Buy Tickets To The Current Show At The Nederlander Theatre
The Nederlander Theatre is located
on the south side of 41st Street,
between Seventh and Eighth Avenue. It is number 36 on The Broadway Map
Just below flashy 42nd Street, the Nederlander is the lone theater on its street and can initially be easy to overlook. For years, the theater was run down - with a brick exterior and a prominent fire escape at the front of the building, the Nederlander Theatre was ideal for Rent, the bohemian musical that was its tenant from 1995 to 2008. But following Rent's departure, the Nederlander finally got a much-needed renovation.
Best Seats In The House:
The Nederlander Theatre is a mid-size theater at about 1,200 seats. The best views are from the center orchestra and the front mezzanine. However, many theater fans will argue that you can't beat the first two rows, which are sold for a deeply discounted price on the day of performance in a lottery. The Nederlander was the first to begin this "rush" policy, which allows people to see a Broadway show for an affordable price.
Situated on 41st Street, the Nederlander Theatre marks the southern-most point of the Times Square theater district. As a sign at the front of the building attests, its full name is the David Nederlander Theatre, named in 1980 for the founder of the Nederlander Organization by his sons who currently run it. Originally called the National when it first opened on September 1, 1921, the theater has had many good years under that name. Works by distinguished playwrights like Lillian Hellman, Sean O'Casey, Clifford Odets, and Tennessee Williams appeared here. The celebrated songwriting team Lerner & Loewe (who would go on to create the classics My Fair Lady and Camelot) made their Broadway debut at the National Theatre with What's Up? Orson Welles and John Houseman's Mercury Theatre company brought productions of Julius Caesar and The Shoemaker's Holiday, which featured stars like Joseph Cotten, Vincent Price, and Welles himself, to this theater. After spending a couple decades as the Billy Rose Theatre -- during which time early works by groundbreaking playwrights Edward Albee, Harold Pinter, and Tom Stoppard were performed here -- it closed for a year in 1978. The theater was then purchased by the Nederlanders and Cooney-Marsh and refurbished. It was dubbed the Trafalgar at first, but only briefly, before receiving its current name, the Nederlander Theatre. Directions:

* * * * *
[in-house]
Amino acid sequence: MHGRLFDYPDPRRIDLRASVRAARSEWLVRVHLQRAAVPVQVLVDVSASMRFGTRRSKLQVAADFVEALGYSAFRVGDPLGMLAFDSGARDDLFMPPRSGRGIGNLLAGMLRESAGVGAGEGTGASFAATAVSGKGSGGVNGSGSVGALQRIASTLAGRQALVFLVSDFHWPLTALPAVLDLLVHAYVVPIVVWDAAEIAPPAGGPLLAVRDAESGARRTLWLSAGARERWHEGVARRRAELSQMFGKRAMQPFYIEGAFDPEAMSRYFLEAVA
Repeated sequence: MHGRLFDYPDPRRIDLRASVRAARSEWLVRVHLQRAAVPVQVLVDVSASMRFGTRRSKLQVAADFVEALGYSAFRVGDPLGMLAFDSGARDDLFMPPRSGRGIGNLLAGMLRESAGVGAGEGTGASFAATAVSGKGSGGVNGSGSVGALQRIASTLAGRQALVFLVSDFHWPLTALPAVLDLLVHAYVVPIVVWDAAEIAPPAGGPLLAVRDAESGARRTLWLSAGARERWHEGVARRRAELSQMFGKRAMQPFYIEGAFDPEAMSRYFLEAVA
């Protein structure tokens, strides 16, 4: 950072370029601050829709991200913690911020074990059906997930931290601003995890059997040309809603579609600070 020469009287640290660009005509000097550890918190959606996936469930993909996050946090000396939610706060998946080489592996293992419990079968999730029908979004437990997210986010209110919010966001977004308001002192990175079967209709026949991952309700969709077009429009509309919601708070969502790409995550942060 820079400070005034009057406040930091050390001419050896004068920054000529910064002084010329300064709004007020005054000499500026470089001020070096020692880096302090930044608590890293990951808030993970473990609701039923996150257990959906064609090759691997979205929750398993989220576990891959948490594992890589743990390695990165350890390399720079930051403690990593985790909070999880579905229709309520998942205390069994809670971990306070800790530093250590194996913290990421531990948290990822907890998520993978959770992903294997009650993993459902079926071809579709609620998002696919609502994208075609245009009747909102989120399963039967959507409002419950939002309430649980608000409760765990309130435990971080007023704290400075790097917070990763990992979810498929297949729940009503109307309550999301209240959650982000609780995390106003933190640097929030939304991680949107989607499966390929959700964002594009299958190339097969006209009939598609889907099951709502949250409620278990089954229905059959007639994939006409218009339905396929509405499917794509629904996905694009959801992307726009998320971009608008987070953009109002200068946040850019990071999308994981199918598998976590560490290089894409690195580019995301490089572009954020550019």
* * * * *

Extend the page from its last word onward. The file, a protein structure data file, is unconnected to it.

By subway, take the A/C/E to 42nd Street, walk south on Eight Avenue and then turn left onto 41st Street. Or take the 1/2/3 to 42nd Street, walk south on Seventh Avenue and then make a right onto 41st Street.
Parking Parking garages in this area are very expensive. We have negotiated special deals wth parking garages that will save you both your wallet and your frustration of driving around trying to find a Parking garage that is reasonably priced.
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As the National, the theater hosted a mix of musicals and straight plays that included The Cat and the Canary, The Trial of Mary Dugan, Grand Hotel, Noel Coward's Tonight at 8:30, The Little Foxes starring Tallulah Bankhead, Alan Jay Lerner and Frederick Loewe's What's Up? and The Day Before Spring, Call Me Mister, Judith Anderson and John Gielgud in Medea, Lend an Ear, Camino Real, Inherit the Wind, and Once More with Feeling. After being named the Billy Rose, the theater presented such plays as Who's Afraid of Virginia Woolf?, Tiny Alice, Old Times, and Jumpers. During its brief time as the Trafalgar, there was Whose Life Is It Anyway? and Betrayal. Since being named the Nederlander Theatre, offerings have included Lena Horne: The Lady and Her Music, 84 Charing Cross Road, Wind in the Willows, Rent, and Million Dollar Quartet.
Restaurants We have created a list of bargain and value-driven restaurants that are local to this Broadway Theatre.
The guide is divided by cuisine types and only the best value restaurants make it into our guide. Click
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